• Are these issues covered in your surrogacy contract? A contract is a great resource for clearing up disagreements. The surrogacy attorneys involved will have made notes about all kinds of situations you may have never imagined, and your disagreement or concerns may be alleviated by what your contract details for this kind of situation.
  • Can the issues be solved with open conversation? Unfortunately, miscommunication can be common during the complicated process of surrogacy, especially if you and your gestational carrier live in different states. It’s easy to jump to conclusions, but we encourage you to first try to talk it out with your gestational carrier. You may find that your worries are completely unfounded!
  • Are you ready for the added time of finding another gestational carrier? Sometimes, surrogacy matches just aren’t what intended parents expect. This can be disappointing; you deserve the best surrogacy partner for your family-building journey. However, remember that no one is perfect, and individual surrogates may have some flaws. Before you start searching for a new partner, remember that it takes time to find a gestational carrier. Switching surrogates can add months or even years to your journey. Think about this hard before making any important decisions.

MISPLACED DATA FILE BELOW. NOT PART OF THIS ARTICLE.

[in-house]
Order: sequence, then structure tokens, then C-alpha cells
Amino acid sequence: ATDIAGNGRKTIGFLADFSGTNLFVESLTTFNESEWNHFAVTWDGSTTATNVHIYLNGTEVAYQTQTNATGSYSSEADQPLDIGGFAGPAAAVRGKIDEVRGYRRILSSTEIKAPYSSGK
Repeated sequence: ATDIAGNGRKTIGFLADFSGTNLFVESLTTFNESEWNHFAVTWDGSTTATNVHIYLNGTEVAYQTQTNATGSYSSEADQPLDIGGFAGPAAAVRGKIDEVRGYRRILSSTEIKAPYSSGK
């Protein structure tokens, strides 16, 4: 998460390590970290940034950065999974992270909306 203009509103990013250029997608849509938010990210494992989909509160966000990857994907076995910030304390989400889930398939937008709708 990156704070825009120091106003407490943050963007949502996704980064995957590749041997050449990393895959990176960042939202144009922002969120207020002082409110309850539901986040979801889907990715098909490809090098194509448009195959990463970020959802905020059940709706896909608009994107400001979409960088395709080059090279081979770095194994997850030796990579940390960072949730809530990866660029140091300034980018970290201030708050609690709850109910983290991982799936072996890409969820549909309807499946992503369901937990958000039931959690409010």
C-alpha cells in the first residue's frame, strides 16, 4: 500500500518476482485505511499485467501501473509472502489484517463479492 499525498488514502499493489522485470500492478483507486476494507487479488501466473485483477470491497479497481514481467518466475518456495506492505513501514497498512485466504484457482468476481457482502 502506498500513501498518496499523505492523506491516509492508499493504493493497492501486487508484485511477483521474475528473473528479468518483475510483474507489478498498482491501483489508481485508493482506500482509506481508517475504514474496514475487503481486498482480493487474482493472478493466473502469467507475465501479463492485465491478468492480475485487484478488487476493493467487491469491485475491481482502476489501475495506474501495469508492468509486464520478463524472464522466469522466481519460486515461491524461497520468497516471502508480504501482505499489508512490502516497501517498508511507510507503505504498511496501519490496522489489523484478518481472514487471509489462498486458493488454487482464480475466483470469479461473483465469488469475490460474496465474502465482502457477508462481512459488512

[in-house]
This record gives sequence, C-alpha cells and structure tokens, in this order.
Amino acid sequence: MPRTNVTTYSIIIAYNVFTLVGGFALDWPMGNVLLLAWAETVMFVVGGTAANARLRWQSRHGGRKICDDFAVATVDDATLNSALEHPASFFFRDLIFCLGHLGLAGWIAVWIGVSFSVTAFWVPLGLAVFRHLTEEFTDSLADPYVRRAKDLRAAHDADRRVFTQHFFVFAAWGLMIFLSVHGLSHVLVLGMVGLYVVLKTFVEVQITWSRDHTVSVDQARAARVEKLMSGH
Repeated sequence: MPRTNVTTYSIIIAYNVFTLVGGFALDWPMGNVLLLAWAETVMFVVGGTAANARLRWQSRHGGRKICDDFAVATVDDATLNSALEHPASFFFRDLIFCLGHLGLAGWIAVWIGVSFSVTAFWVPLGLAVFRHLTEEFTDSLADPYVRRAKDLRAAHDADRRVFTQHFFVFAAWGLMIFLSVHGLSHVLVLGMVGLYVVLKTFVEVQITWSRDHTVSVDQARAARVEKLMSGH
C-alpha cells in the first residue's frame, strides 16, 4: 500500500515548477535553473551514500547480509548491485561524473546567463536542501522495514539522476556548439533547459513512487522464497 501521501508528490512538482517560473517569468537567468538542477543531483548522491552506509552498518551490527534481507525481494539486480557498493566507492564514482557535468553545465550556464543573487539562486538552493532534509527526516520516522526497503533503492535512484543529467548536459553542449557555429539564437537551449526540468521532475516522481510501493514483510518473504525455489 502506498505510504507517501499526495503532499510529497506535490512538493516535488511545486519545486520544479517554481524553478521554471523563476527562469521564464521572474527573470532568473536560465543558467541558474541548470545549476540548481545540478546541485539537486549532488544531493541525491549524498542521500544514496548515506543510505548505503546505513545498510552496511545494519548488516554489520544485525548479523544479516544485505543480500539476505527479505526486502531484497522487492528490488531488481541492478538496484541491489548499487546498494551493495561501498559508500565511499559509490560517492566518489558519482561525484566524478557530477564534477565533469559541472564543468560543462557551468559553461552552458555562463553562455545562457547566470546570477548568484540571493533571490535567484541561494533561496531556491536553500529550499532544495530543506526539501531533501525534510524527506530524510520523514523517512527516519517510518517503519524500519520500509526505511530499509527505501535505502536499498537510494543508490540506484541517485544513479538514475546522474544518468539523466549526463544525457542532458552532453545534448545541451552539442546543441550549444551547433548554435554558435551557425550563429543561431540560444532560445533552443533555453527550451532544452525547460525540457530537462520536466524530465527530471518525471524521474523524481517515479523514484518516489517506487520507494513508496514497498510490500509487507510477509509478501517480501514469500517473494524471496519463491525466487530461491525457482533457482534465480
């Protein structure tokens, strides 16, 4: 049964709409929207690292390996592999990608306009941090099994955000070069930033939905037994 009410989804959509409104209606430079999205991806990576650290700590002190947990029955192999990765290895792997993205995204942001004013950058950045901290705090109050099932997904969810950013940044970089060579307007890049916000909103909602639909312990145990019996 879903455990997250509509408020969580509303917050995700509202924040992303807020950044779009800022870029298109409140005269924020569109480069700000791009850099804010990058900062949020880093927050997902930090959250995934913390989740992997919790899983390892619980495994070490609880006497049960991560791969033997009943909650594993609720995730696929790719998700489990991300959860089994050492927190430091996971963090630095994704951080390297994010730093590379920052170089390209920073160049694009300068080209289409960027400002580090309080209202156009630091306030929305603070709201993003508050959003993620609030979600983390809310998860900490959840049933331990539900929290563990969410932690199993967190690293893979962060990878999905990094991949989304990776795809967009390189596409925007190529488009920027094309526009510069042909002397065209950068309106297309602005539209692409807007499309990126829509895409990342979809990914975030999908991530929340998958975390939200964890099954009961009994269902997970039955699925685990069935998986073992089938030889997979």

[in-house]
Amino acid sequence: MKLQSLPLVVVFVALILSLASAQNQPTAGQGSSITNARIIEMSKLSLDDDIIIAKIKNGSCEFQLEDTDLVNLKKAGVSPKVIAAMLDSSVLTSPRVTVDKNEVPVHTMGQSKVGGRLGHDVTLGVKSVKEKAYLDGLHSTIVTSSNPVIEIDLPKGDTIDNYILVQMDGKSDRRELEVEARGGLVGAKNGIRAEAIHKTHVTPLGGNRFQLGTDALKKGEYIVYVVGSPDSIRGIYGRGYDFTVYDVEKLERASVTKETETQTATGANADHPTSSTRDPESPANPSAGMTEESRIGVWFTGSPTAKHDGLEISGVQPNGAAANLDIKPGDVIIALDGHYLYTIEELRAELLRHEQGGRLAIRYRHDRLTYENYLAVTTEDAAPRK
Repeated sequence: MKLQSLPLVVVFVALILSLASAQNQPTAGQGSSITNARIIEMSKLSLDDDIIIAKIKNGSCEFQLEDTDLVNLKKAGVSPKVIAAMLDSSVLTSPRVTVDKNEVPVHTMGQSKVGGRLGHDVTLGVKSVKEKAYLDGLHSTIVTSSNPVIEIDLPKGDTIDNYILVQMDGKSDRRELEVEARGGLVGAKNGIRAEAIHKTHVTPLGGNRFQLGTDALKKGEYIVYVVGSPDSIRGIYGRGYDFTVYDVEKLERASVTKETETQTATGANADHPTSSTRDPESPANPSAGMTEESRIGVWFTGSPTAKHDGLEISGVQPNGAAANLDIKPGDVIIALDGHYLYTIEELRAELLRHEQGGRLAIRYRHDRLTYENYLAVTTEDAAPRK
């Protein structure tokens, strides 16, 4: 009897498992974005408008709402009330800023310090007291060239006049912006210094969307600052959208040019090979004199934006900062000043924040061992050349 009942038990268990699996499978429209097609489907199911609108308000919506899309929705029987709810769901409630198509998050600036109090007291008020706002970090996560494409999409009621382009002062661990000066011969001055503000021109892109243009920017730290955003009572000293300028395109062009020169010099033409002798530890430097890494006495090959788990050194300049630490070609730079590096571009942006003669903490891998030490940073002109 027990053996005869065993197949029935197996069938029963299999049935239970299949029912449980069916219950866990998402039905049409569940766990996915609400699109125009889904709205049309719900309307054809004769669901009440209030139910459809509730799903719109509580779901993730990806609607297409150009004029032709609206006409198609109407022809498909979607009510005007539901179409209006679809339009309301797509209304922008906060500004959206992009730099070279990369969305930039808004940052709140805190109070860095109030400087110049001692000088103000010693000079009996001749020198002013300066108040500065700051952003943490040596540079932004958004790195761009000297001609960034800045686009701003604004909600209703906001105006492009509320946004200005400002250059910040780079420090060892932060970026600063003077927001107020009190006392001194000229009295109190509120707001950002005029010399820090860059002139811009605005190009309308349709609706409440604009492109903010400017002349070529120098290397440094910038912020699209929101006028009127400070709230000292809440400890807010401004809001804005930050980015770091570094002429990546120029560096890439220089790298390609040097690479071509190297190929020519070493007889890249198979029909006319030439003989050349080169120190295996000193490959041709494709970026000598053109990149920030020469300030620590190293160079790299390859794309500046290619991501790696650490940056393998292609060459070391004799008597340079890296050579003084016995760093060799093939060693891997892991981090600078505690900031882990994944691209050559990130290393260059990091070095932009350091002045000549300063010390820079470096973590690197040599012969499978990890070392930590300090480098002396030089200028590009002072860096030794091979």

If you are having trouble with your surrogacy relationship, don’t forget that your surrogacy specialist is always there to help. Call our offices at 1-800-875-2229(BABY) today to learn more about our process of finding you the perfect surrogate.